USGS Circular 1316
Synthesis of U.S. Geological Survey Science for the Chesapeake Bay Ecosystem and Implications for Environmental Management
Chapter 8: The Occurrence of Pesticides in the Bay Watershed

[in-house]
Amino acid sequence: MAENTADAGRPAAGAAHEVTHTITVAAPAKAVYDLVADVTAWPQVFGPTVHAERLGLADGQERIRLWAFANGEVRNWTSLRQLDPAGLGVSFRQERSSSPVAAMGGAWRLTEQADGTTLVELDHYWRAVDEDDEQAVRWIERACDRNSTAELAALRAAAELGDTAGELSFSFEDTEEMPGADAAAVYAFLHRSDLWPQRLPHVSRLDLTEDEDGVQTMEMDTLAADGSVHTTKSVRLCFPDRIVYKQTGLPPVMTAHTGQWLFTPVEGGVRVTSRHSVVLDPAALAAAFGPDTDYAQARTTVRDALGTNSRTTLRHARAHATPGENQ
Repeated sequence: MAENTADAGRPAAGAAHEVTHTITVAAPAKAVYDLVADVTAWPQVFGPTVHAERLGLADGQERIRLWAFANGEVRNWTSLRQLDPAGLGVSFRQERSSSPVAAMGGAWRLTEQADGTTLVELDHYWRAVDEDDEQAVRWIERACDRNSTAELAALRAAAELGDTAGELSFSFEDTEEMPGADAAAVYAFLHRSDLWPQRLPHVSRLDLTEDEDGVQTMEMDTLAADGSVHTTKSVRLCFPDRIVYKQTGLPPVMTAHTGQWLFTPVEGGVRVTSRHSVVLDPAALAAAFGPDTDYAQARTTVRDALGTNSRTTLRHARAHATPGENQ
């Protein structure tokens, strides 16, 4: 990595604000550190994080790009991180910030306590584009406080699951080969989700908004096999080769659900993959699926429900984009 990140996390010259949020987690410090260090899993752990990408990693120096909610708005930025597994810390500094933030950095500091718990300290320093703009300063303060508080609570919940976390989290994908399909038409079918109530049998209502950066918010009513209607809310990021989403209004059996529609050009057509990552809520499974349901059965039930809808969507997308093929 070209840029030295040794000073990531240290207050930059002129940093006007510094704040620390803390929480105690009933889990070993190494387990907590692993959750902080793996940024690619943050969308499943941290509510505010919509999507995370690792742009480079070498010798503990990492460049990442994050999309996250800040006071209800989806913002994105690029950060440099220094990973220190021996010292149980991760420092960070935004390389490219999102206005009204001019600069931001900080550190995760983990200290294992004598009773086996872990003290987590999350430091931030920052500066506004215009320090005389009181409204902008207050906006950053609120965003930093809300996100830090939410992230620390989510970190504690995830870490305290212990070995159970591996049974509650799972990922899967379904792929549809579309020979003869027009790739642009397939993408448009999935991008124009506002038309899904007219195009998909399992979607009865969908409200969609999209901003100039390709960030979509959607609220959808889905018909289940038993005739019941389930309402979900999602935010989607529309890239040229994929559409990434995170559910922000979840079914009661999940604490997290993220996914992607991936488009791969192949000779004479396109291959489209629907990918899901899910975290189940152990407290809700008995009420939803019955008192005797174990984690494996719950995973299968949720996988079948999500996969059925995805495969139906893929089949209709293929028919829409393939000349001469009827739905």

One of the CBP’s restoration goals is “to achieve and maintain the water quality necessary to support the aquatic living resources of the Bay and its tributaries and to protect human health.” The CBP developed a toxics reduction strategy to address contaminants as part of this goal. Some of the information needs of the toxics reduction strategy include (1) documenting the sources and occurrence of contaminants, and (2) understanding the potential for contaminants to adversely impact aquatic-dependent wildlife. The USGS had a science goal in 2001–06 to address the occurrence of selected contaminants to provide information to the CBP and also to support DOI needs about the impact of contaminants on wildlife. The USGS science goal mainly addressed pesticide occurrence in surface and ground water in the watershed by utilizing results of the USGS National Water-Quality Assessment (NAWQA) Program studies that were conducted during 1992–2004. Additionally, more recent results from USGS studies of emerging contaminants are presented. The USGS goal also addressed the impacts of selected contaminants on waterbirds and wildlife species. This chapter summarizes findings about pesticides and some selected emerging contaminants in the watershed. It provides an overview of the occurrence of pesticides in ground water and surface water, their relation to land use and other factors, and changes over time, followed by a summary of emerging contaminants. The next chapter focuses on the impact of contaminants on waterbirds and wildlife.